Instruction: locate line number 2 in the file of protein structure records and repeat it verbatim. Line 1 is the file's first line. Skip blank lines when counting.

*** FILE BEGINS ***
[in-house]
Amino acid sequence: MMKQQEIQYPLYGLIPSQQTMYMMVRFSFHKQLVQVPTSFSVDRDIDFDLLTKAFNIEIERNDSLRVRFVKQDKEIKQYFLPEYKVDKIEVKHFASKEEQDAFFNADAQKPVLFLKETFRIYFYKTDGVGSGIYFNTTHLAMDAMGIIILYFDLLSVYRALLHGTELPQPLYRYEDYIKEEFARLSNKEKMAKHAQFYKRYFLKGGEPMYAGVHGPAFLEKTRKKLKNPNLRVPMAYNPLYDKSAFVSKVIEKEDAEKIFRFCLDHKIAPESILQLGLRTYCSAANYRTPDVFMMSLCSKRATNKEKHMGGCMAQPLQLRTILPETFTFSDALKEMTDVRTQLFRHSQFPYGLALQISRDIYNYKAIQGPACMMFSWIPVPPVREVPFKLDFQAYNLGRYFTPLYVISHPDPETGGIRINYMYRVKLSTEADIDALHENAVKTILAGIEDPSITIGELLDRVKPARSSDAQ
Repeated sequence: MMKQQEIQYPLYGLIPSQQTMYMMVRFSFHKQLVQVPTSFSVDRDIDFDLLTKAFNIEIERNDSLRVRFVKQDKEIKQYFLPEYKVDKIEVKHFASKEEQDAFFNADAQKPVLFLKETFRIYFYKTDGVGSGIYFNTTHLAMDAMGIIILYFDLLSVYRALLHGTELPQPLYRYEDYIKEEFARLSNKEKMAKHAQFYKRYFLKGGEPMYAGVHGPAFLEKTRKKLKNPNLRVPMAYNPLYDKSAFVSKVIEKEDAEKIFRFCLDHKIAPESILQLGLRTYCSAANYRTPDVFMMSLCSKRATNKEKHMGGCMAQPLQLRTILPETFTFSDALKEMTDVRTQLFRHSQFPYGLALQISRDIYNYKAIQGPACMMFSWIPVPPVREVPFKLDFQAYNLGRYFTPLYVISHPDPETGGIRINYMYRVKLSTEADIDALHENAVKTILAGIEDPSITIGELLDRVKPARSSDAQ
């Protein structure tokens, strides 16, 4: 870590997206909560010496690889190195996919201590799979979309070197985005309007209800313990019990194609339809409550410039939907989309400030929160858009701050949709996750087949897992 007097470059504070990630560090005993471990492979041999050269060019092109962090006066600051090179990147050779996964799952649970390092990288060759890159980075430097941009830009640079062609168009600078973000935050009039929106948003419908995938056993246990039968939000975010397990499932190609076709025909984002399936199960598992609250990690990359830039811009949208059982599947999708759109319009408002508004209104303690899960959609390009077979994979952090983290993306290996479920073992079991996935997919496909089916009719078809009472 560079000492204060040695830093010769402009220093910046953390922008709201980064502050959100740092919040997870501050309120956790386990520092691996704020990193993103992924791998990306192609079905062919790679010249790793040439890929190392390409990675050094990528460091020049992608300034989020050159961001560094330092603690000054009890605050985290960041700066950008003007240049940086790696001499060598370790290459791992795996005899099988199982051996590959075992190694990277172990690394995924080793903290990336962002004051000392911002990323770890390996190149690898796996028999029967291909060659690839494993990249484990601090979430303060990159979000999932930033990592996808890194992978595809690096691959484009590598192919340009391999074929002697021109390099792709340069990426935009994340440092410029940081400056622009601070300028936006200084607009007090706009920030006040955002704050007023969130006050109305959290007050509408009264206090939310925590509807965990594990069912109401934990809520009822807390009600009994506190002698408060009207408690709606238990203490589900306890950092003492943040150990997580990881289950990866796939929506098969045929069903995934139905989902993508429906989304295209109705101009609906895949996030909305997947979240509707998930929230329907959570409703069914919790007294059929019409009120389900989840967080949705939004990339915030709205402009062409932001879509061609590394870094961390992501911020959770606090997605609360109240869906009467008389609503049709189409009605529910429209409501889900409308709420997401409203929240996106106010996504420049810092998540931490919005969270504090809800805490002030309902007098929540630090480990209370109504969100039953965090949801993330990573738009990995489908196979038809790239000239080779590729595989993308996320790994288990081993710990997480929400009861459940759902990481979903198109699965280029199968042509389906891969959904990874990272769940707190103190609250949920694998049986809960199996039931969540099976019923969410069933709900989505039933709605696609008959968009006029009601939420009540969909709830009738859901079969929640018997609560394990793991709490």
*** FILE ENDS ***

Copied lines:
Amino acid sequence: MMKQQEIQYPLYGLIPSQQTMYMMVRFSFHKQLVQVPTSFSVDRDIDFDLLTKAFNIEIERNDSLRVRFVKQDKEIKQYFLPEYKVDKIEVKHFASKEEQDAFFNADAQKPVLFLKETFRIYFYKTDGVGSGIYFNTTHLAMDAMGIIILYFDLLSVYRALLHGTELPQPLYRYEDYIKEEFARLSNKEKMAKHAQFYKRYFLKGGEPMYAGVHGPAFLEKTRKKLKNPNLRVPMAYNPLYDKSAFVSKVIEKEDAEKIFRFCLDHKIAPESILQLGLRTYCSAANYRTPDVFMMSLCSKRATNKEKHMGGCMAQPLQLRTILPETFTFSDALKEMTDVRTQLFRHSQFPYGLALQISRDIYNYKAIQGPACMMFSWIPVPPVREVPFKLDFQAYNLGRYFTPLYVISHPDPETGGIRINYMYRVKLSTEADIDALHENAVKTILAGIEDPSITIGELLDRVKPARSSDAQ